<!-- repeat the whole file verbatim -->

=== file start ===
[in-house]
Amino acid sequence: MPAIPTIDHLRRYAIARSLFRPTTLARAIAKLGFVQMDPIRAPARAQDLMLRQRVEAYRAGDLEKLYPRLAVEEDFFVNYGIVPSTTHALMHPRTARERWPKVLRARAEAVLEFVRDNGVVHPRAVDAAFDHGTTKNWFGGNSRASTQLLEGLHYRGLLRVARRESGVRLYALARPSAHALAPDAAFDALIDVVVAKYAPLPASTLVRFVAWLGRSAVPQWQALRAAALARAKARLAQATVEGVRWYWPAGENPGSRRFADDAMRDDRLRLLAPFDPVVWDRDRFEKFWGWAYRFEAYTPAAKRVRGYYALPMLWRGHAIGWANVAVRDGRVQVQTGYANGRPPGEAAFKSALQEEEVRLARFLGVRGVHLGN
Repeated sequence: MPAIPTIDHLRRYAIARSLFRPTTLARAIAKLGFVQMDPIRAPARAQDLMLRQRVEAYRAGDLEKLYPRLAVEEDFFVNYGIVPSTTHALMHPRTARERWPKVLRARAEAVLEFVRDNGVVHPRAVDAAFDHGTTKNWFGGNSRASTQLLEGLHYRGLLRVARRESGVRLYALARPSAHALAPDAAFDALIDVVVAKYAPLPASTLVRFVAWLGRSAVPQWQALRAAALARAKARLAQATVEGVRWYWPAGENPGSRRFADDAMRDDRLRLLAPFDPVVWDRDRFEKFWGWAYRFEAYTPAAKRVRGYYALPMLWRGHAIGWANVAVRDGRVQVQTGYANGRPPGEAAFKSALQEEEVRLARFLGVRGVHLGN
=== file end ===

[in-house]
Amino acid sequence: MPAIPTIDHLRRYAIARSLFRPTTLARAIAKLGFVQMDPIRAPARAQDLMLRQRVEAYRAGDLEKLYPRLAVEEDFFVNYGIVPSTTHALMHPRTARERWPKVLRARAEAVLEFVRDNGVVHPRAVDAAFDHGTTKNWFGGNSRASTQLLEGLHYRGLLRVARRESGVRLYALARPSAHALAPDAAFDALIDVVVAKYAPLPASTLVRFVAWLGRSAVPQWQALRAAALARAKARLAQATVEGVRWYWPAGENPGSRRFADDAMRDDRLRLLAPFDPVVWDRDRFEKFWGWAYRFEAYTPAAKRVRGYYALPMLWRGHAIGWANVAVRDGRVQVQTGYANGRPPGEAAFKSALQEEEVRLARFLGVRGVHLGN
Repeated sequence: MPAIPTIDHLRRYAIARSLFRPTTLARAIAKLGFVQMDPIRAPARAQDLMLRQRVEAYRAGDLEKLYPRLAVEEDFFVNYGIVPSTTHALMHPRTARERWPKVLRARAEAVLEFVRDNGVVHPRAVDAAFDHGTTKNWFGGNSRASTQLLEGLHYRGLLRVARRESGVRLYALARPSAHALAPDAAFDALIDVVVAKYAPLPASTLVRFVAWLGRSAVPQWQALRAAALARAKARLAQATVEGVRWYWPAGENPGSRRFADDAMRDDRLRLLAPFDPVVWDRDRFEKFWGWAYRFEAYTPAAKRVRGYYALPMLWRGHAIGWANVAVRDGRVQVQTGYANGRPPGEAAFKSALQEEEVRLARFLGVRGVHLGN